I have probably been in the presence of around 25 dead bodies. The first time was a bit scary – or at least I thought it would be. The reality is that once someone has died they are just not “there” – quite different from them being asleep or comatose. Inevitably it invokes a sense of sadness, personal vulnerability, and even awe.
As a priest I spend time with people who are still mentally alert and aware they are dying. My job is to help them come to terms with their death and their faith. My experiences have highlighted that people fight incredibly hard when it comes to death: the body just refuses not to breathe.
Sadly, I have noticed even those who worship regularly have a built-in resistance to preparing for death. Several people in their late 80s have asked me not to talk of death because “it is too depressing”. But being scared of death is astonishingly far from the Christian tradition. The 6th-century monk and religious leader St Benedict tells his brethren to “keep death always before your eyes”. He doesn’t mean people should go around being morbid, but they be aware of their own mortality and live accordingly.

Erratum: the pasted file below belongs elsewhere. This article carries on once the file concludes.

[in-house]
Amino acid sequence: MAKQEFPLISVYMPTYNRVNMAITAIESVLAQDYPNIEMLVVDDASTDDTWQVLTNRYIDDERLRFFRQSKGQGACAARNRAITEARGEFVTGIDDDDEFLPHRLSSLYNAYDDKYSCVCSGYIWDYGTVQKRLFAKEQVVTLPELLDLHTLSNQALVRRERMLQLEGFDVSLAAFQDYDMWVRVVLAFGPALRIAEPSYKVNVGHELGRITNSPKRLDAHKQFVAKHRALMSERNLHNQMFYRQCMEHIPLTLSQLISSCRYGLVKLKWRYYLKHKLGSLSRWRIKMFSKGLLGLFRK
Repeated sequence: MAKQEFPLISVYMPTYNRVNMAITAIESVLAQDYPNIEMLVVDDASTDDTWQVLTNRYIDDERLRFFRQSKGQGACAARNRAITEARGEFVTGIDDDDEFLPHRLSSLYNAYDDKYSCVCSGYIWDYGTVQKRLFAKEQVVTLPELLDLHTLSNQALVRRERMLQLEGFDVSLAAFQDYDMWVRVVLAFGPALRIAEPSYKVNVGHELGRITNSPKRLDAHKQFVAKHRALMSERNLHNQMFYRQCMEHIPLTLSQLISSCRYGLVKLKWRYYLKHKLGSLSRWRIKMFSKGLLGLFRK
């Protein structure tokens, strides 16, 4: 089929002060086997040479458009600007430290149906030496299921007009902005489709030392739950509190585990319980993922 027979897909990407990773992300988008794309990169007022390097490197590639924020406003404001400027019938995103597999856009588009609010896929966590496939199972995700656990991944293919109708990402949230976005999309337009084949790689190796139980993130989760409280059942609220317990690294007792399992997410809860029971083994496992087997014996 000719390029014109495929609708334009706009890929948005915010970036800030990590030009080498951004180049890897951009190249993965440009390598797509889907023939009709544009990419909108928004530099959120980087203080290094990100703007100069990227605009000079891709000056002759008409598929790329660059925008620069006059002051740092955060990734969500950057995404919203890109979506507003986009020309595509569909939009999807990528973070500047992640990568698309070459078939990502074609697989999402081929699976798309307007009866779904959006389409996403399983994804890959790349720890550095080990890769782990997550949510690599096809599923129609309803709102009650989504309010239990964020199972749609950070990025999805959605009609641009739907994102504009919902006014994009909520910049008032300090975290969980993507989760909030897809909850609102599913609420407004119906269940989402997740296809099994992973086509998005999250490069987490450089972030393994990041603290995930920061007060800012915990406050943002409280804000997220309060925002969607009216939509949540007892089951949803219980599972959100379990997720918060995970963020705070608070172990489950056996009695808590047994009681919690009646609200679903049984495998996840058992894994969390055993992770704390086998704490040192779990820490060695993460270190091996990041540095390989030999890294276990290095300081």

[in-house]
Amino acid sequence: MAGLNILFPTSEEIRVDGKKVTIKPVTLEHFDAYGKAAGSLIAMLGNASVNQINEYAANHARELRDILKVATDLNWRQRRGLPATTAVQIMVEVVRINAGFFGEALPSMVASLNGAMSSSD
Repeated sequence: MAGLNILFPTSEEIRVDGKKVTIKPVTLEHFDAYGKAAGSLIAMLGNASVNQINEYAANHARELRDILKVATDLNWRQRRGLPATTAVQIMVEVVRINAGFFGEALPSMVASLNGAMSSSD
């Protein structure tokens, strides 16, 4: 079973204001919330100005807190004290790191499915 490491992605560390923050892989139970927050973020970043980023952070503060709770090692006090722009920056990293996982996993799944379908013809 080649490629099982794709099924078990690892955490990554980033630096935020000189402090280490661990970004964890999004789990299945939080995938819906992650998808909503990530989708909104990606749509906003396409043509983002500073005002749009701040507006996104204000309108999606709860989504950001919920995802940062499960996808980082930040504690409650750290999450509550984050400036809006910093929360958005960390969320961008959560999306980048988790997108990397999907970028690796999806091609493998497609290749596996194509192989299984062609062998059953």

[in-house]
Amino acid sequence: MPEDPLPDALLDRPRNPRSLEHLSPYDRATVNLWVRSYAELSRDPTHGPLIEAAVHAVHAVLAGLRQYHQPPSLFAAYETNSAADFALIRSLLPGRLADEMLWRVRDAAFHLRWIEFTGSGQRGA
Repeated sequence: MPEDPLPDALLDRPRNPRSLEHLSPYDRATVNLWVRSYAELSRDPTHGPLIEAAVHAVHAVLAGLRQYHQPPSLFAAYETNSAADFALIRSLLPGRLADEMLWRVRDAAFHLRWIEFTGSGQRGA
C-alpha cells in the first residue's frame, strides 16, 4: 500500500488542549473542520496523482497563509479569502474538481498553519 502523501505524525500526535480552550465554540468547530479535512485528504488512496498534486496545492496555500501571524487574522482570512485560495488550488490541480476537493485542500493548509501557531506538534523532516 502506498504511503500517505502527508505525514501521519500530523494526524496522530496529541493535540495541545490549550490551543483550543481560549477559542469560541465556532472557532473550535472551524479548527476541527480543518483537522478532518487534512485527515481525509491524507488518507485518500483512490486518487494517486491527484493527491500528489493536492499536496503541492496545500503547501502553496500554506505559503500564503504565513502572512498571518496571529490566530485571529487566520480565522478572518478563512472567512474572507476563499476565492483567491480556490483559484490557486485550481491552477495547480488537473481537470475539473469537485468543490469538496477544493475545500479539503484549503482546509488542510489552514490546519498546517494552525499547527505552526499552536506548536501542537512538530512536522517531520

It seems to me that a denial of the inevitability of death means that so many things are not sorted out: goodbyes not said, wills not written, funeral arrangements unmade. It increases the stress at the very point when the bereaved cannot cope. I believe with greater openness and less collusion, death could be handled so much better.
This article was originally published by New Scientist on 10 October 2007 by Lucy Middleton.